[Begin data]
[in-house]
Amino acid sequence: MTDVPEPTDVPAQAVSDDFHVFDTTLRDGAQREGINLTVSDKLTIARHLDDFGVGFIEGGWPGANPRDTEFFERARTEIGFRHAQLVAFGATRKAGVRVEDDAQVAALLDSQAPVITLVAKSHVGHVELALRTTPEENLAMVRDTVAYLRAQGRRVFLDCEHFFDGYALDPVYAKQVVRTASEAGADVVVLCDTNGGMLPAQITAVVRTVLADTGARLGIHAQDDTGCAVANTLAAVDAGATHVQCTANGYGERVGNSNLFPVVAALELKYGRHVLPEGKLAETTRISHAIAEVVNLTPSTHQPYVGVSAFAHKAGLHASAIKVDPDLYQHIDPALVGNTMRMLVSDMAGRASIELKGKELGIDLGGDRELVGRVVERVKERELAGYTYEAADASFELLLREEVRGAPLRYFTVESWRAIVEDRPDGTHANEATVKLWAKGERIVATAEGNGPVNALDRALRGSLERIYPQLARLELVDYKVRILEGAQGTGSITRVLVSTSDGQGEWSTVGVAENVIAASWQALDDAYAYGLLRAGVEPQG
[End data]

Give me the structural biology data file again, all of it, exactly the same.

[in-house]
Amino acid sequence: MTDVPEPTDVPAQAVSDDFHVFDTTLRDGAQREGINLTVSDKLTIARHLDDFGVGFIEGGWPGANPRDTEFFERARTEIGFRHAQLVAFGATRKAGVRVEDDAQVAALLDSQAPVITLVAKSHVGHVELALRTTPEENLAMVRDTVAYLRAQGRRVFLDCEHFFDGYALDPVYAKQVVRTASEAGADVVVLCDTNGGMLPAQITAVVRTVLADTGARLGIHAQDDTGCAVANTLAAVDAGATHVQCTANGYGERVGNSNLFPVVAALELKYGRHVLPEGKLAETTRISHAIAEVVNLTPSTHQPYVGVSAFAHKAGLHASAIKVDPDLYQHIDPALVGNTMRMLVSDMAGRASIELKGKELGIDLGGDRELVGRVVERVKERELAGYTYEAADASFELLLREEVRGAPLRYFTVESWRAIVEDRPDGTHANEATVKLWAKGERIVATAEGNGPVNALDRALRGSLERIYPQLARLELVDYKVRILEGAQGTGSITRVLVSTSDGQGEWSTVGVAENVIAASWQALDDAYAYGLLRAGVEPQG